puff balls and toadstools
years ago I gathered pine needles to put as a mulch on the garden
at my holiday home at Twizel. Unfortunately, since then I've had
big toadstools growing among my plants, and now this season, puff
balls and small toadstools are growing in the lawn. In spite of
digging them up, white spores and all, pouring boiling water on
the spots and adding compost, they still persist. Because of the
intense heat and the need for watering, the soil becomes leached
out of any nutrients and as I'm there only at holiday times, I have
a problem. Is there some solution that I could put on that would
improve the soil in garden and lawns? Now, later in the season,
red-capped toadstools have appeared on the edges of the lawns and
in the shingled drive. I would be most grateful if you can help
me defeat these invaders.
problem with gathering mulch from the wild is that you run the risk
of introducing unwanted elements to your garden. Plant material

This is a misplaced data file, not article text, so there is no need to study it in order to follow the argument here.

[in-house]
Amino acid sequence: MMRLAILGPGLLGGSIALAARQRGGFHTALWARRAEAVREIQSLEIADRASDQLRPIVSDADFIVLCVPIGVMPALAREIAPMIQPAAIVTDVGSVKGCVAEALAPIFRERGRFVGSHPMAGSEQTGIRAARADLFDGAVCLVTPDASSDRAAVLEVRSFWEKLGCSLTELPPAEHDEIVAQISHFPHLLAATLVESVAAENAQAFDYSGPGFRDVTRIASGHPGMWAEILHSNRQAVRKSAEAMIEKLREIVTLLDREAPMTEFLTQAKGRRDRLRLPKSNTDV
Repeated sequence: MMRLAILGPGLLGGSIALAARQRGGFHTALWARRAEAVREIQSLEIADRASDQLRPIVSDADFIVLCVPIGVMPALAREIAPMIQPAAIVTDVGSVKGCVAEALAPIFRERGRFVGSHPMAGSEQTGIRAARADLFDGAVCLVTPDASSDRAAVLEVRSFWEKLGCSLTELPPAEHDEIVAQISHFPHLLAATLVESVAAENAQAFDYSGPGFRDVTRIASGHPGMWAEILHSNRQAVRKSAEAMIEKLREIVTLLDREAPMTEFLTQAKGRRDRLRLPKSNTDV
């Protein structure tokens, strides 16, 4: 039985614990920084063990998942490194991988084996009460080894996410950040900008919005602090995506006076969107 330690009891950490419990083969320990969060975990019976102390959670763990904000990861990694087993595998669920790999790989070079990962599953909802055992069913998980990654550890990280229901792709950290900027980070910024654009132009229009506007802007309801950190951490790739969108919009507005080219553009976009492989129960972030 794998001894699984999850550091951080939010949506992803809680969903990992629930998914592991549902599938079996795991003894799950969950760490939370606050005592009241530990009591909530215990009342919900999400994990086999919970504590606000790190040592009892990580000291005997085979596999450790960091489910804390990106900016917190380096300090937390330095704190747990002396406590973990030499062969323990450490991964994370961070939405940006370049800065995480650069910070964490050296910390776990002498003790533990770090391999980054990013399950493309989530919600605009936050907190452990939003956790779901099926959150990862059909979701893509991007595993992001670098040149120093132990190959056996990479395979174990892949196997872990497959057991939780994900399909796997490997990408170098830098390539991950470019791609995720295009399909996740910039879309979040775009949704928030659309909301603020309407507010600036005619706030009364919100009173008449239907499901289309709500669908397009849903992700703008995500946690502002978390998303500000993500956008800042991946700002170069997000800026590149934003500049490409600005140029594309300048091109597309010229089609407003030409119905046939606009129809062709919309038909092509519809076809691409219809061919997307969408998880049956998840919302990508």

can harbour all sorts of nasty insects, fungal and bacterial problems
that can boom in numbers when they get into a home garden environment.
The fungal spores in your garden would have been present on the
forest floor. Pine needles are also slightly acidic and need to
be added with something like lawn clippings to help them decay faster.
Try spraying or drenching the area with Yates Fungus Fighter or
Greenguard. This will kill off a lot of the spores, but you will
need to persist, as they spread by water or wind. The other alternative
to try is to sterilise your soil with Yates Basamid Granules. To
do this you need to remove the plants in the garden and apply the
Gardener, Issue 106, 2002, Page 24
Reproduced with permission from the former Weekend Gardener magazine. The views expressed here are not necessarily those of the RNZIH.